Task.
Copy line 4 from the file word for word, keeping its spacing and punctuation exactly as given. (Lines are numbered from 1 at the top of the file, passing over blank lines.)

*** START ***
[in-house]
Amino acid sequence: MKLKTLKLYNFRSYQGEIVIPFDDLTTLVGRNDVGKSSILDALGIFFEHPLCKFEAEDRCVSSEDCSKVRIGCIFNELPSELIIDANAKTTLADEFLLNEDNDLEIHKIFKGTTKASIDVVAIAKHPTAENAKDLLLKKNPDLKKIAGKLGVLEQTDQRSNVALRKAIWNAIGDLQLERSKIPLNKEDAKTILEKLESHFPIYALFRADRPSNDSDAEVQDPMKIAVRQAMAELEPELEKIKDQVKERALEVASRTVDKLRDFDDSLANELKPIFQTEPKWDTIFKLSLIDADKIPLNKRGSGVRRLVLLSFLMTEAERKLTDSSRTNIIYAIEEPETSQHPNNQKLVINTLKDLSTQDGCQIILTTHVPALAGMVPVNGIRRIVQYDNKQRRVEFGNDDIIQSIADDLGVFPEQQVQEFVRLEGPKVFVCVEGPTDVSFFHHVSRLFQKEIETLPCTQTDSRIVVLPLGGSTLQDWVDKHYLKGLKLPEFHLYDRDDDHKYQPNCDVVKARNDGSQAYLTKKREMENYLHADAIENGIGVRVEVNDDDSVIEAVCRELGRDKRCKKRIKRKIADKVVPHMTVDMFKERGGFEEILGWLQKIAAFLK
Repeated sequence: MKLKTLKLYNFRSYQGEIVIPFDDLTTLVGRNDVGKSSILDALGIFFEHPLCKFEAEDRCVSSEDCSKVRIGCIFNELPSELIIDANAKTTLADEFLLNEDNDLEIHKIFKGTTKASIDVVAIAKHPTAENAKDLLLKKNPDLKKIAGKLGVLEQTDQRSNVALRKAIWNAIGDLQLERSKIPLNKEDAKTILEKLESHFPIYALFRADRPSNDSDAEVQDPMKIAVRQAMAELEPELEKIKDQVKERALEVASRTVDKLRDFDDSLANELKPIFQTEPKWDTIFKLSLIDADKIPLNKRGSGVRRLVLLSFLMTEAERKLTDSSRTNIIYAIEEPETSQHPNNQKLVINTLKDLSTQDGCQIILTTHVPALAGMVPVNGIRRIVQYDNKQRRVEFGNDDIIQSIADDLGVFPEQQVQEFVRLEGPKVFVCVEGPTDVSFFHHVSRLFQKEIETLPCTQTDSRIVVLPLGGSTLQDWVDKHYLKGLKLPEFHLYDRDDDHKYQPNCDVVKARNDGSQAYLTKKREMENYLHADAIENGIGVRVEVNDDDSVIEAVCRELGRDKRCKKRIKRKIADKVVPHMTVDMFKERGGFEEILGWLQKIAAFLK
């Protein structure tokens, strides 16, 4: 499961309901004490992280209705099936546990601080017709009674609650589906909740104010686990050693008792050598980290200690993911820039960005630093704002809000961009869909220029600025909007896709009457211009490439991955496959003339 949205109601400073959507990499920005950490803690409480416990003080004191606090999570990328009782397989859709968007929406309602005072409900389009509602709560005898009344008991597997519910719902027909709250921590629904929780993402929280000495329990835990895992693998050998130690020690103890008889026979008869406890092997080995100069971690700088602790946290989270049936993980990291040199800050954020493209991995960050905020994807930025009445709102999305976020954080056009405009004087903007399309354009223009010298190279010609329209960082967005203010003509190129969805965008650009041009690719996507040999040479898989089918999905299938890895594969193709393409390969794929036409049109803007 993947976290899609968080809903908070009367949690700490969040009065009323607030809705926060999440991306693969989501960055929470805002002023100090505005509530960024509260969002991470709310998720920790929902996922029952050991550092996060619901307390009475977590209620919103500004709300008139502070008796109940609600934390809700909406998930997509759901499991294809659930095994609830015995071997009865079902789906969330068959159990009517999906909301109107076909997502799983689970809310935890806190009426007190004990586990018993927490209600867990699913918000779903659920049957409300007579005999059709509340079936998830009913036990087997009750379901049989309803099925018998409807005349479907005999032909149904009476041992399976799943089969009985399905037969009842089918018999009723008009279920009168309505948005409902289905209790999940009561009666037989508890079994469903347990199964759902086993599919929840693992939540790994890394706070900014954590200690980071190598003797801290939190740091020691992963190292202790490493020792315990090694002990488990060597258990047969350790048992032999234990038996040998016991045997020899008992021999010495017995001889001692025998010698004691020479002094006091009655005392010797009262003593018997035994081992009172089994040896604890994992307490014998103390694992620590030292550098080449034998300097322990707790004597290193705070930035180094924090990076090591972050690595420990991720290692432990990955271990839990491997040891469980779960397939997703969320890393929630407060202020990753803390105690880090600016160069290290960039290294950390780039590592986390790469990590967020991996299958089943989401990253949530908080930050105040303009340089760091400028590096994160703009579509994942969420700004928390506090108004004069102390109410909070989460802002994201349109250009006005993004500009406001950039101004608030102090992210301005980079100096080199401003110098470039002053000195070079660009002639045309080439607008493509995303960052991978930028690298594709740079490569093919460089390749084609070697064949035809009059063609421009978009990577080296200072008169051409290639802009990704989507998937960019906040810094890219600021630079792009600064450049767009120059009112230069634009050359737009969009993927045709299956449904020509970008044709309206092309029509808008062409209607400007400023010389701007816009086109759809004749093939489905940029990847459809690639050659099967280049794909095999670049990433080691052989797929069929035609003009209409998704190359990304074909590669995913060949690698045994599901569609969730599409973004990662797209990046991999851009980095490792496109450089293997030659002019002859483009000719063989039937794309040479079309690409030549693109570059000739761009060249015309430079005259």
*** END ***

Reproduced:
């Protein structure tokens, strides 16, 4: 499961309901004490992280209705099936546990601080017709009674609650589906909740104010686990050693008792050598980290200690993911820039960005630093704002809000961009869909220029600025909007896709009457211009490439991955496959003339 949205109601400073959507990499920005950490803690409480416990003080004191606090999570990328009782397989859709968007929406309602005072409900389009509602709560005898009344008991597997519910719902027909709250921590629904929780993402929280000495329990835990895992693998050998130690020690103890008889026979008869406890092997080995100069971690700088602790946290989270049936993980990291040199800050954020493209991995960050905020994807930025009445709102999305976020954080056009405009004087903007399309354009223009010298190279010609329209960082967005203010003509190129969805965008650009041009690719996507040999040479898989089918999905299938890895594969193709393409390969794929036409049109803007 993947976290899609968080809903908070009367949690700490969040009065009323607030809705926060999440991306693969989501960055929470805002002023100090505005509530960024509260969002991470709310998720920790929902996922029952050991550092996060619901307390009475977590209620919103500004709300008139502070008796109940609600934390809700909406998930997509759901499991294809659930095994609830015995071997009865079902789906969330068959159990009517999906909301109107076909997502799983689970809310935890806190009426007190004990586990018993927490209600867990699913918000779903659920049957409300007579005999059709509340079936998830009913036990087997009750379901049989309803099925018998409807005349479907005999032909149904009476041992399976799943089969009985399905037969009842089918018999009723008009279920009168309505948005409902289905209790999940009561009666037989508890079994469903347990199964759902086993599919929840693992939540790994890394706070900014954590200690980071190598003797801290939190740091020691992963190292202790490493020792315990090694002990488990060597258990047969350790048992032999234990038996040998016991045997020899008992021999010495017995001889001692025998010698004691020479002094006091009655005392010797009262003593018997035994081992009172089994040896604890994992307490014998103390694992620590030292550098080449034998300097322990707790004597290193705070930035180094924090990076090591972050690595420990991720290692432990990955271990839990491997040891469980779960397939997703969320890393929630407060202020990753803390105690880090600016160069290290960039290294950390780039590592986390790469990590967020991996299958089943989401990253949530908080930050105040303009340089760091400028590096994160703009579509994942969420700004928390506090108004004069102390109410909070989460802002994201349109250009006005993004500009406001950039101004608030102090992210301005980079100096080199401003110098470039002053000195070079660009002639045309080439607008493509995303960052991978930028690298594709740079490569093919460089390749084609070697064949035809009059063609421009978009990577080296200072008169051409290639802009990704989507998937960019906040810094890219600021630079792009600064450049767009120059009112230069634009050359737009969009993927045709299956449904020509970008044709309206092309029509808008062409209607400007400023010389701007816009086109759809004749093939489905940029990847459809690639050659099967280049794909095999670049990433080691052989797929069929035609003009209409998704190359990304074909590669995913060949690698045994599901569609969730599409973004990662797209990046991999851009980095490792496109450089293997030659002019002859483009000719063989039937794309040479079309690409030549693109570059000739761009060249015309430079005259």